The U.S. Senate has confirmed Robert Gates by a 92-2 vote to be the next secretary of defense, with opposition Democrats expressing hope he will steer a new course in the war in Iraq. When he takes the oath of office - expected later this month, Gates will succeed Defense Secretary Donald Rumsfeld, who has come under criticism from members of both political parties for his handling of the war. VOA's Deborah Tate reports from Capitol Hill.
A day after the Senate Armed Services Committee approved his nomination, the full Senate late Wednesday easily confirmed Robert Gates, a former director of the Central Intelligence Agency.
Senator John Warner of Virginia, the outgoing Republican chairman of the Armed Services Committee, said Gates would provide President Bush with a fresh and honest perspective about Iraq and other pressing concerns:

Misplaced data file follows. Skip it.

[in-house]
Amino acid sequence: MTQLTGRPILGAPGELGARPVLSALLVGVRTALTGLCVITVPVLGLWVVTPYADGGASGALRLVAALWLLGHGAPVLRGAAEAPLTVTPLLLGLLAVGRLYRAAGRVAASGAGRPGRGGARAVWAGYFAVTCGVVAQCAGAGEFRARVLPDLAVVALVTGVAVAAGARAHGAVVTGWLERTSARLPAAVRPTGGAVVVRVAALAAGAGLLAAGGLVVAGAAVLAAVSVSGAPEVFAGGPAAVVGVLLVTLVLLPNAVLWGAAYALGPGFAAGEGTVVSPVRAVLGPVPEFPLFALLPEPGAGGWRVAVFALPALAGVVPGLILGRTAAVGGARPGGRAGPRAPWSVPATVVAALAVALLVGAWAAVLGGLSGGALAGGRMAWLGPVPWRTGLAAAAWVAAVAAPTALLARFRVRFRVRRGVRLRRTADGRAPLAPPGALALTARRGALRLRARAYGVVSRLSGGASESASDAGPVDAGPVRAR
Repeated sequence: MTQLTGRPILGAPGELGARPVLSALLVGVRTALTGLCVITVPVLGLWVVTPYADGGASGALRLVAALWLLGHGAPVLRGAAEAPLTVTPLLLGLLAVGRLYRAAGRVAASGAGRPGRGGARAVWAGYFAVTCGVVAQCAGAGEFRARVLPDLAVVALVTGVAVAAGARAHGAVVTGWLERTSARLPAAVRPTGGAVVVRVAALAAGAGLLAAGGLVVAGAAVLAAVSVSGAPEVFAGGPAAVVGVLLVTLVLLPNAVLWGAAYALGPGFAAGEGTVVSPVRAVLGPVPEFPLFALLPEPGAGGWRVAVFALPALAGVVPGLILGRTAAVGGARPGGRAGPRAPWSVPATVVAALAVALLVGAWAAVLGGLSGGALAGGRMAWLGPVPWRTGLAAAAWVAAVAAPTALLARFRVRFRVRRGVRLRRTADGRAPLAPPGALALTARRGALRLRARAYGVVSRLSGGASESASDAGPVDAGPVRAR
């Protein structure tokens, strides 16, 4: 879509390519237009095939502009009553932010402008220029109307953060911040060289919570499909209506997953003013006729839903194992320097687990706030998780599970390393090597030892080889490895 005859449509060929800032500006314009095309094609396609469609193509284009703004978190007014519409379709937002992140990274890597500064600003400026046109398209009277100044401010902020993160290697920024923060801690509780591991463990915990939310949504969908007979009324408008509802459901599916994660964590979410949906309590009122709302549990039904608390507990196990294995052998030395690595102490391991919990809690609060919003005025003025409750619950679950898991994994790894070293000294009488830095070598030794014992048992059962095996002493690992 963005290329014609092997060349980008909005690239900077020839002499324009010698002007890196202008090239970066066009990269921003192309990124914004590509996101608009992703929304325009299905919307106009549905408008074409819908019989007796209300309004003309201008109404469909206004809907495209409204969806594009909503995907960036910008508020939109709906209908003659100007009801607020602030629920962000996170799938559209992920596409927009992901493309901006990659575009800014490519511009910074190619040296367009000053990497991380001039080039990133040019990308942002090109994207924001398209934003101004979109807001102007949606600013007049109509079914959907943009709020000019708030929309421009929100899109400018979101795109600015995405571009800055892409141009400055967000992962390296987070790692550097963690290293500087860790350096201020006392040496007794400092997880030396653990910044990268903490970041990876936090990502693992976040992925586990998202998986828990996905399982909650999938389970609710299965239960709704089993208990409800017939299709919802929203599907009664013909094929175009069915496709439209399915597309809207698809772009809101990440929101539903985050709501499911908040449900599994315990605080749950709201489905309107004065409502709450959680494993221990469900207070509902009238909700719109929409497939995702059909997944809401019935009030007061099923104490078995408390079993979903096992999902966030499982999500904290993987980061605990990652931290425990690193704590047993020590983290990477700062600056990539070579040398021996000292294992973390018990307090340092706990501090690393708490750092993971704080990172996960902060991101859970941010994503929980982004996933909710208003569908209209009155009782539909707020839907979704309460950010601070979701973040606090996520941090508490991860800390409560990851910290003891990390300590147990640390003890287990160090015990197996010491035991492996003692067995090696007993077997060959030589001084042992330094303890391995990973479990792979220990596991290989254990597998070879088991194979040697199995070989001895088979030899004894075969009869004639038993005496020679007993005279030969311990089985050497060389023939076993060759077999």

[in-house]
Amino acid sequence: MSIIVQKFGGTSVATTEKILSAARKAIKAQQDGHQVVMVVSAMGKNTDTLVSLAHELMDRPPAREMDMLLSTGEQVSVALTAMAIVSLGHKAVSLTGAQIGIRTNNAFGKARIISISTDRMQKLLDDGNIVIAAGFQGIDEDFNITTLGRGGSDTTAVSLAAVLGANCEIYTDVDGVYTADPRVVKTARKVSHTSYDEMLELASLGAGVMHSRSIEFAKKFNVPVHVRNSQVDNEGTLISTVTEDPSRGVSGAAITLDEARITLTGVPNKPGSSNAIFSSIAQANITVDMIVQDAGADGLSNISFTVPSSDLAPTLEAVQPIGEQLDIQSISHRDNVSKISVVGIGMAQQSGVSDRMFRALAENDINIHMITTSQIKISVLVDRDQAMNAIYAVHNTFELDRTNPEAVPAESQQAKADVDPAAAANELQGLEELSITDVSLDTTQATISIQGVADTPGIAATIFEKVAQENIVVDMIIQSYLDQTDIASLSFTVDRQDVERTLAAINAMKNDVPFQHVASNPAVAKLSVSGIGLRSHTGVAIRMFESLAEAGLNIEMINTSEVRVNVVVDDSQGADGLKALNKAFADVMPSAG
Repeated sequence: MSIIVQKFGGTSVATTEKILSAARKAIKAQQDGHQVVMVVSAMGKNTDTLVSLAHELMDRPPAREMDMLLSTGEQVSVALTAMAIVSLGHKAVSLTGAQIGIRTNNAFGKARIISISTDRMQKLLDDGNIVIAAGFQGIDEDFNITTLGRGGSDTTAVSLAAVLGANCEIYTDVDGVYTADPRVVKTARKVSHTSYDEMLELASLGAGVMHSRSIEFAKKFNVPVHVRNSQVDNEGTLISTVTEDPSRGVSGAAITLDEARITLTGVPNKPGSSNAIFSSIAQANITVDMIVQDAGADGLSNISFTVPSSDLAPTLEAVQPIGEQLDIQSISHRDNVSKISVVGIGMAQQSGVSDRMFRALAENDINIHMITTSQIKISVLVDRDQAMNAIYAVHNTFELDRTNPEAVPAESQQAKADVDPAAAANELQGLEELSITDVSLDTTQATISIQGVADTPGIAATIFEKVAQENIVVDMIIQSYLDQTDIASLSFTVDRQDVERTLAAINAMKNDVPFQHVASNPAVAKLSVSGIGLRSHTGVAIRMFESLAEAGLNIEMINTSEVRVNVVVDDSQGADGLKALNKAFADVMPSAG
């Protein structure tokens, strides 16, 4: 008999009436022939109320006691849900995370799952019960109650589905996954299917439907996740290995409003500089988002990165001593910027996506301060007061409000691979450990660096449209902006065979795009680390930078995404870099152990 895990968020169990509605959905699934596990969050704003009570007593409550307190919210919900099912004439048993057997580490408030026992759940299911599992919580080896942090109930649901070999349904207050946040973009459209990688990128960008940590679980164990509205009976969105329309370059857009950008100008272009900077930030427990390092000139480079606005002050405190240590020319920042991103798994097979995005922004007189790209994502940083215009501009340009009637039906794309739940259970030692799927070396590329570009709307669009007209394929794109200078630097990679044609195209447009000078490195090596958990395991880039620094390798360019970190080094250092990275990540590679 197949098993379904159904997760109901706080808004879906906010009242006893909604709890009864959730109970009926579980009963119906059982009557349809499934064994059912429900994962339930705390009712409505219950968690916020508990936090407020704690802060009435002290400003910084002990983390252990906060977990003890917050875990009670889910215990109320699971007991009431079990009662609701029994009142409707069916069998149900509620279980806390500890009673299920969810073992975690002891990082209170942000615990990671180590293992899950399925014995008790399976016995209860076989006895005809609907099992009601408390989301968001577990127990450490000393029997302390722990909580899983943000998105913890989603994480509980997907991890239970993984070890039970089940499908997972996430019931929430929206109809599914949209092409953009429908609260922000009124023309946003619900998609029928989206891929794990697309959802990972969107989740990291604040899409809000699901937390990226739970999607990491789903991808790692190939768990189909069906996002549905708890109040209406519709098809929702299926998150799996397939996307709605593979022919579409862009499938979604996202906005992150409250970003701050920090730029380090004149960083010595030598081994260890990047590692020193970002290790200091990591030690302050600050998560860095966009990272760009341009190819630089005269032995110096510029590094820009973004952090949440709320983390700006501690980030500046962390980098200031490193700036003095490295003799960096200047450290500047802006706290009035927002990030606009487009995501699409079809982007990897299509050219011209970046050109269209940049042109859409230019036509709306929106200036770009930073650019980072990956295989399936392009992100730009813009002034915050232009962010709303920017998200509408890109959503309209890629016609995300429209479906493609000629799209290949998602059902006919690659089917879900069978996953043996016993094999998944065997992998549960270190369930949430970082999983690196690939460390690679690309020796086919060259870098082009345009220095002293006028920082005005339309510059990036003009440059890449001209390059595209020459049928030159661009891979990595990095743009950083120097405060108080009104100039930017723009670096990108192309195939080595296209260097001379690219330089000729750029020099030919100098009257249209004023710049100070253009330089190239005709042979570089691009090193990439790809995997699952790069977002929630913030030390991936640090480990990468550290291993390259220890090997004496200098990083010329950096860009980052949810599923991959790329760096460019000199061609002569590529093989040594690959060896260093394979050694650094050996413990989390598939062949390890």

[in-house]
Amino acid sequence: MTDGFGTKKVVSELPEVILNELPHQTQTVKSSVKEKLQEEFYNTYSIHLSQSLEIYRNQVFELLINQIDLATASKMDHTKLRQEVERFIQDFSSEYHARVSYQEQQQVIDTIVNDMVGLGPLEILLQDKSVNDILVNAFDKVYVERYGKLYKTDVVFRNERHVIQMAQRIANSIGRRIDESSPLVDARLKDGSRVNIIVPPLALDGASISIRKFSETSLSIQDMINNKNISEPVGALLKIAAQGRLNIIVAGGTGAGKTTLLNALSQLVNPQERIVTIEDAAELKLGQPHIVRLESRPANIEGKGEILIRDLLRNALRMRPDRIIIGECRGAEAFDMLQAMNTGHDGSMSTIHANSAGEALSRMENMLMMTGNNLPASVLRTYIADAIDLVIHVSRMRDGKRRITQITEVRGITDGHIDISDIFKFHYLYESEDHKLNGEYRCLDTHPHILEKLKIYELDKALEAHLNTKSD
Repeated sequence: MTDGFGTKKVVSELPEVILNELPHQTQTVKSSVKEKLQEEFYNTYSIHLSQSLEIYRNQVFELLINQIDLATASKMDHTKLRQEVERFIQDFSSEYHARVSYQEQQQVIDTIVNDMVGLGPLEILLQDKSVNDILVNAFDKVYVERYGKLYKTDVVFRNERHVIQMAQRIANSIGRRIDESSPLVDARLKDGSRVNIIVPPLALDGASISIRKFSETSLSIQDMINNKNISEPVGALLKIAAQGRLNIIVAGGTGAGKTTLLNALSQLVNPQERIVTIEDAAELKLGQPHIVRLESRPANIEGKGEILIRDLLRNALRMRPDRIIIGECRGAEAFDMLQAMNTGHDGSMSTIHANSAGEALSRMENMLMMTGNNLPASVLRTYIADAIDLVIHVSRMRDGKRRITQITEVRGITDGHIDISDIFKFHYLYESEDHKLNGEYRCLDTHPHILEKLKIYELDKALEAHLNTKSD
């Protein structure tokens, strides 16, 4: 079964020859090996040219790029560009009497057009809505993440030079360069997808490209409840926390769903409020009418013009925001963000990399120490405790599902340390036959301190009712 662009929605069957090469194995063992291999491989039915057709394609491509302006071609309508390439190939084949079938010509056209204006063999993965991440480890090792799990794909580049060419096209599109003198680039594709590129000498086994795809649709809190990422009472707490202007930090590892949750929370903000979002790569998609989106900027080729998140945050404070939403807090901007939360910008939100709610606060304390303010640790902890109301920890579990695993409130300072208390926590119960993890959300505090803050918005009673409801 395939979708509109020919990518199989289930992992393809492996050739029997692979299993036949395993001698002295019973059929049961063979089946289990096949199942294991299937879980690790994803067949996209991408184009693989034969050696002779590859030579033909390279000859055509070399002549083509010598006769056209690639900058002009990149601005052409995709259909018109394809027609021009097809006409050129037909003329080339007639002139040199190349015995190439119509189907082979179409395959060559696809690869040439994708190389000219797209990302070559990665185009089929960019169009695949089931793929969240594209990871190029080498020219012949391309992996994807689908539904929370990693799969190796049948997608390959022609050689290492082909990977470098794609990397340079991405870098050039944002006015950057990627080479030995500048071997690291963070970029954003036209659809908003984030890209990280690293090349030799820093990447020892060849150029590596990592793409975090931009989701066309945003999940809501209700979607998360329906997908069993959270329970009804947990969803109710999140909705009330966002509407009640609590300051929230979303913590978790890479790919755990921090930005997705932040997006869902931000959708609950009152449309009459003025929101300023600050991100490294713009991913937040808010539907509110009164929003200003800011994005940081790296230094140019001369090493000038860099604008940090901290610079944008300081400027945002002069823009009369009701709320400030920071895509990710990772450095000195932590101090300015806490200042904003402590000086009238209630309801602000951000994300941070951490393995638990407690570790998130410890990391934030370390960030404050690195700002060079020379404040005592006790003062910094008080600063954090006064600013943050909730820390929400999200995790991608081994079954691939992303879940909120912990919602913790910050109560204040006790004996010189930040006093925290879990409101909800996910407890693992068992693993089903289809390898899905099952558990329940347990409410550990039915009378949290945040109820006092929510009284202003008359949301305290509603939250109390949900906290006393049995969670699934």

"I am confident he will indeed be fearless, absolutely fearless, in providing expert advice, professional advice, his own deep most inner-most personal feelings, about the complex issues that face our nation and indeed the world," he said.
Lawmakers of both parties praised Gates' candor during confirmation hearings Tuesday, when he testified that he did not believe the United States was winning the Iraq war. Although he said he did not believe the United States was losing the war, he warned that the conflict could lead to a regional conflagration if Iraq is not stabilized over the next year or two.
Senate confirmation of Gates came on the same day that the Iraq Study Group, a bipartisan group of experts, released a report concluding that President Bush's policy in Iraq is not working and calling for the withdrawal of most U.S. combat troops by early 2008.
Democrats welcomed the recommendations, and called on Gates and President Bush to implement them.
"We will now have a much needed change at the Pentagon," said Senator Dick Durbin, an Illinois Democrat. "I know that members on both sides of the aisle are eager to work with the new secretary to make more changes. But ultimately, it is the president's responsibility."
Members of the Iraq Study Group are to discuss their recommendations at a Senate Armed Services Committee hearing Thursday.